The Georgia Senate approved four measures Tuesday that make changes to the election process as a response to November’s presidential election.
Georgia gained national attention after a close presidential election prompted three recounts and lawsuits and threats from former President Donald Trump’s campaign and supporters. Several questions and allegations arose from Georgia’s absentee-ballot process. Read More
Gun, ammo sales, and concealed pistol license (CPL) applicants have skyrocketed in Michigan since 2020.
In January 2021, Michigan added 13,891 net CPL holders to reach 717,281 – the most significant one-month change since 2008, when the Michigan Coalition for Responsible Gun Owners started tracking monthly records. Read More
Government facilities that host unaccompanied migrant children are rapidly reaching capacity due to COVID-19 operational restrictions, causing the Biden administration to rely on a privately operated Trump-era facility in Texas.
An emergency temporary facility in Carrizo Springs, Texas, was reopened Monday and around 200 migrant children were transported to the facility that will hold up to 700 migrant teenagers due to permanent facilities reaching maximum capacity and increasing apprehensions of unaccompanied children, CBS News reported. U.S. Border Patrol encountered over 5,700 unaccompanied minors in January 2021, according to Customs and Border Protection (CBP). Read More
For the legacy media, the story of Democrats’ recent wins in Georgia is the story of Stacey Abrams. According to this narrative, after Abrams lost the 2018 gubernatorial race, she launched Fair Fight to stop Republicans from allegedly engaging in voter suppression and to register thousands of new voters.
When Georgia turned blue in 2020, Abrams received much of the credit. The story goes Democrats are now winning because they are making democracy better. Read More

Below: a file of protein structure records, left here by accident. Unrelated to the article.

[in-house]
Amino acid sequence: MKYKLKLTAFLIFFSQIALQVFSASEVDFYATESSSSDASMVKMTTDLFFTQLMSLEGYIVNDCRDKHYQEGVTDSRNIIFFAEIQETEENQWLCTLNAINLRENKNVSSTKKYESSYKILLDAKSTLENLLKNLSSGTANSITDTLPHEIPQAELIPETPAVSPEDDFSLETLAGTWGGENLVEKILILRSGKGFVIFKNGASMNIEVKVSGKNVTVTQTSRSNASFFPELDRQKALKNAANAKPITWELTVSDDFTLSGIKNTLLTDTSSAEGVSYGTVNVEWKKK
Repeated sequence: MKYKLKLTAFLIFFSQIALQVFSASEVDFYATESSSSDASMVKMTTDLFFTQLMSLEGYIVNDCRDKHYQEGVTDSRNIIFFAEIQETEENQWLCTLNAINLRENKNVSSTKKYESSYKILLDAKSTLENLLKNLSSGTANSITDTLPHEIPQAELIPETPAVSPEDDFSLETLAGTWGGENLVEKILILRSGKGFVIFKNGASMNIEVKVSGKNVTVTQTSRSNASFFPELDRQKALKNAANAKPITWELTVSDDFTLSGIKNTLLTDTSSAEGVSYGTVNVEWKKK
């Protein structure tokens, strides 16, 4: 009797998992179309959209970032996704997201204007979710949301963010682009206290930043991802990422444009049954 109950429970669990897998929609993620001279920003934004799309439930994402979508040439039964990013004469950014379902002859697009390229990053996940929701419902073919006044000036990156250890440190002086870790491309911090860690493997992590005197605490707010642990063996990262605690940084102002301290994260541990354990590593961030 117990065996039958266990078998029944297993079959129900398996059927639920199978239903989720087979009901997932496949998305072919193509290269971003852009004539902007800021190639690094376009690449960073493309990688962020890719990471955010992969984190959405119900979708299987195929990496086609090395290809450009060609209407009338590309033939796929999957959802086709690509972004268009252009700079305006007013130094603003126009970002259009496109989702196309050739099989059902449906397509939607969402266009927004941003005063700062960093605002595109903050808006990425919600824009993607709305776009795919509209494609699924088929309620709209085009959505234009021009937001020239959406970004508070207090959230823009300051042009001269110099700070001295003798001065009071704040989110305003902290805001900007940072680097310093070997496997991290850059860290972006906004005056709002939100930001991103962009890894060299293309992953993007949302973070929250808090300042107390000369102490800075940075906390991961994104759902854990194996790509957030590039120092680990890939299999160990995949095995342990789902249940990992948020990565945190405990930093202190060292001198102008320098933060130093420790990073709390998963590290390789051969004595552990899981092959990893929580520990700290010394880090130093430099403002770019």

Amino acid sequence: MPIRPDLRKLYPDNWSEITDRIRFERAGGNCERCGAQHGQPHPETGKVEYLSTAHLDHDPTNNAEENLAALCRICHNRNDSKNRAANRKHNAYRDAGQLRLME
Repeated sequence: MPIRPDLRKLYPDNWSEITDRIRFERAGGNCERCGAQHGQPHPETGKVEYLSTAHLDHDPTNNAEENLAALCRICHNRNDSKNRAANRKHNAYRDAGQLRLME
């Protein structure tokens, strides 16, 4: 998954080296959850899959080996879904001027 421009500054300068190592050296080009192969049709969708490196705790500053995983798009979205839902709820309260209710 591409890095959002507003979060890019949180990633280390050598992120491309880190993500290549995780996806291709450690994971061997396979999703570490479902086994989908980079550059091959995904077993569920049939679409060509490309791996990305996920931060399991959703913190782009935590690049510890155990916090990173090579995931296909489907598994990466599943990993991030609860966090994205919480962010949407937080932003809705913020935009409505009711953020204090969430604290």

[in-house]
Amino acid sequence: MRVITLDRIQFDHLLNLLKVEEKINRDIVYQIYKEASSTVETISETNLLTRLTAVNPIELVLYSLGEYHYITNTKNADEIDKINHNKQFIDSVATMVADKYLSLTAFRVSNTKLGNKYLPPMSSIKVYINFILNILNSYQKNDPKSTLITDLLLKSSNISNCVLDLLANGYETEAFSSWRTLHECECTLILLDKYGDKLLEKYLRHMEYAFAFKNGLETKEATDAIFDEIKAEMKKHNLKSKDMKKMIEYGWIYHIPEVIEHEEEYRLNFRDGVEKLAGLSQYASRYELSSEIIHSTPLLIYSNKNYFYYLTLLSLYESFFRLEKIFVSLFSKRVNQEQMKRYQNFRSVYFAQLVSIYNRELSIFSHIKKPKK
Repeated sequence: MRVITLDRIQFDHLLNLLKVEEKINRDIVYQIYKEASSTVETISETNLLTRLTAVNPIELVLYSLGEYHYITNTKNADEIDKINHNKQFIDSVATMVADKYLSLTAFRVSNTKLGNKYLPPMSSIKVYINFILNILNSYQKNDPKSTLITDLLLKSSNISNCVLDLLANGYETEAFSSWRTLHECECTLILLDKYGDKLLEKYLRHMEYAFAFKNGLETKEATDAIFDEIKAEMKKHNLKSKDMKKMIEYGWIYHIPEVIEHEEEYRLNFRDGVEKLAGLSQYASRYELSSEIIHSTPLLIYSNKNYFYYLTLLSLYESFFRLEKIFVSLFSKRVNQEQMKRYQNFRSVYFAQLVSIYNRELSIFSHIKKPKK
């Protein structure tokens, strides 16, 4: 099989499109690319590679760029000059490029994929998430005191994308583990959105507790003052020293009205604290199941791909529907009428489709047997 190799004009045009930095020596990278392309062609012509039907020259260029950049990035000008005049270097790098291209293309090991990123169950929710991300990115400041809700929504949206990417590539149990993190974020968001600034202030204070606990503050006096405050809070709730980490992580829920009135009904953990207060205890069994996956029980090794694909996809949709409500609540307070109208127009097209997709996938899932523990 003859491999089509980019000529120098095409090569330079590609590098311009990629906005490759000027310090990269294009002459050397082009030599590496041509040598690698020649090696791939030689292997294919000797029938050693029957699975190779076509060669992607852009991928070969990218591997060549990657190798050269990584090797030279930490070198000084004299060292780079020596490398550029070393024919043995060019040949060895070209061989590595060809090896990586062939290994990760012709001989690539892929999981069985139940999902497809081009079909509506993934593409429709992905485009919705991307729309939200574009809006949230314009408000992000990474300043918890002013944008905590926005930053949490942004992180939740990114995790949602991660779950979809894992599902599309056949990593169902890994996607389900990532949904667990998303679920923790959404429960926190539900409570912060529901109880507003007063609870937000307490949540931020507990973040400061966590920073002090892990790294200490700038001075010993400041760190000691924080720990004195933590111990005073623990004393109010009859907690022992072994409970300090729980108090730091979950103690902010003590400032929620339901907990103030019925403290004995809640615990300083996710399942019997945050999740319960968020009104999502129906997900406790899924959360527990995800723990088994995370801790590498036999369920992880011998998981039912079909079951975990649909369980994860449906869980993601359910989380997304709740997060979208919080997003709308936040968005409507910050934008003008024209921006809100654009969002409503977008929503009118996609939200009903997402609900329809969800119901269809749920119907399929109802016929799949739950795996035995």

Employees at Microsoft, Amazon, Apple, Facebook and Alphabet, Google’s parent company, donated at least $15.1 million to President Joe Biden’s presidential campaign, according to Open Secrets.
The donations eclipsed the amount given from employees in the banking and legal sectors, according to The Wall Street Journal. The five companies were also the largest fundraising sources for Biden’s campaign. Read More
Amazon has removed from its cybershelves a book with “thoughtful answers to questions” about transgenderism—without informing the author and without explanation.
“When Harry Became Sally: Responding to the Transgender Moment” by Ryan T. Anderson, a former senior research fellow at The Heritage Foundation and now president of the Ethics and Public Policy Center, contends that ideology is more of a factor than biology in American society’s acceptance of transgenderism. Read More
Senate confirmation for Neera Tanden, President Joe Biden’s pick to lead the Office of Management and Budget, is becoming increasingly unlikely after one Democrat and key Republicans announced that they would vote against her.
Republican Sens. Susan Collins, Mitt Romney, Rob Portman and Pat Toomey all said that they would vote against Tanden’s confirmation, joining West Virginia Democratic Sen. Joe Manchin who announced his opposition Sunday. Without Manchin, Tanden would fall one vote short of confirmation, assuming that every Republican votes against her. Read More
A New York Times essay by columnist Kevin Roose frets that the U.S. is suffering from a “reality crisis” and proposes this solution: President Biden should set up a “truth commission” to combat the “scourge” of “hoaxes, lies and collective delusions” that lead to “violent unrest and civic dysfunction.”
Yet, the Times’ idea of “truth” often consists of falsehoods that cause violent unrest and civic dysfunction. Read More